- FAITH: File, Act, In-coming, Toss, Hand-off - From Monica Ricci's Organize Your Office In No Time
- TRAF - Toss, Refer, Act, File - See my How To Process Stuff - A Comparison Of TRAF, The "Four Ds", And GTD's Workflow Diagram
In addition to my own exercise in simplifying GTD (see Extreme GTD: How Low Can You Go (or: Can We 80-20 GTD?), you might enjoy Gina's thoughts on whittling down essentials: Practicing Simplified GTD and Email: Empty Your Inbox with the Trusted Trio.
No time use analysis
Almost every book I've read on time management and personal productivity starts with an analysis of how we use our time, often called a Time Log (see, for example, Jasper's book and Laura Stack's Leave the Office Earlier). However, does David Allen cheat by skipping this step? His perspective seems to be one of presenting a solid approach in detail, and assuming it's generally applicable to all kinds of work. It's also related to his bottom-up approach (see below). Peter Drucker in particular emphasizes this (e.g., "If you can't measure it, you can't manage it" - see What's Your Feed Reading Speed?).
The basic idea is to track for a representative number of days how you spend your time, analyze where the opportunities for improvement are, then adjust accordingly. That's why Mission Control's workshops (for example) start with this (see A GTD-er's Perspective On Mission Control's "Productivity And Accomplishment").
Variations on this problem: No interruption analysis. To do it, simply track for each interruption: Who interrupted, What was it about, Value of the interruption, and the Duration. Optional: Time of day.
No built-in balance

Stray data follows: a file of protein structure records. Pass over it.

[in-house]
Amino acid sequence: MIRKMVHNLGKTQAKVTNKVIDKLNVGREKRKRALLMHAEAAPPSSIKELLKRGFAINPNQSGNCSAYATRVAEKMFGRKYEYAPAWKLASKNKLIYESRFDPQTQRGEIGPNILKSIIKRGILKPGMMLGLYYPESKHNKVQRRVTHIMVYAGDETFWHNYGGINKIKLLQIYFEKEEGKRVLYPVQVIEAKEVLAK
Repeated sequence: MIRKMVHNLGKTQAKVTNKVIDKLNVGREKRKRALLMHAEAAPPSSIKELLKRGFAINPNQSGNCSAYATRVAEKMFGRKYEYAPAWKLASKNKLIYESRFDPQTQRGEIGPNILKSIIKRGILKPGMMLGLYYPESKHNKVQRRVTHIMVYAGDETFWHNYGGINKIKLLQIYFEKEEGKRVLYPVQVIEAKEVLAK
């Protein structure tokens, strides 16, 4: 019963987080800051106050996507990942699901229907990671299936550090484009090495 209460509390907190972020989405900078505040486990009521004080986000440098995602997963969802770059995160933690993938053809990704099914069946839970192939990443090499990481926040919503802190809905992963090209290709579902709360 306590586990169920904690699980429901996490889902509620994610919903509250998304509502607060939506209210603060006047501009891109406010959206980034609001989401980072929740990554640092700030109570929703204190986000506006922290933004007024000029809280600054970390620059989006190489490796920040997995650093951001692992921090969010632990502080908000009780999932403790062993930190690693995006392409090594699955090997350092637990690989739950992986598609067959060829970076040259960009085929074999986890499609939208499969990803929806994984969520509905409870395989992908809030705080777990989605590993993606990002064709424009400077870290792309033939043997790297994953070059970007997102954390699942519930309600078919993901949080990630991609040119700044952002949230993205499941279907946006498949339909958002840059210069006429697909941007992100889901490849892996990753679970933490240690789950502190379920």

This is a big one: GTD has no built-in self-correction of work added vs. work performed. It enables analyzing and correcting imbalances, but doesn't address directly the fact that we can't add work without managing the consequences. It's like eating: You want cake every day? Then expect your weight and health to be impacted. Mark Forster's book Do It Tomorrow and Other Secrets of Time Management has a strong component around this: closed lists, lists that can't grow without removing something. Interestingly, a calendar is an example - hence the "schedule everything" alternate to to-do lists. A secondary problem is feeling overwhelmed by large lists (see below).
Here's another common complaint: Allen starts "bottom-up," i.e., getting on top of our day-to-day workload before we consider higher-level aspects of our lives. This is in opposition to approaches that are goal-driven: Start with the important aspects of your life, then drill down through vision, goals, and projects to (finally) actions. The reasoning here is (to use Stephen Covey's analogy ) it makes no sense to climb a ladder if it's leaning against the wrong wall.
For me, starting top-down didn't work. I needed the "free your mind" piece before I started thinking about purpose. (And boy did it work - see Commitment Time! (Taking The Big Leap).) Interestingly, one thing that comes up in my interview series with top productivity experts is that the top-down/bottom-up issue is not all or nothing. Both components are important, and there's often a cycle or spiral that emphasizes work on one then the other over time.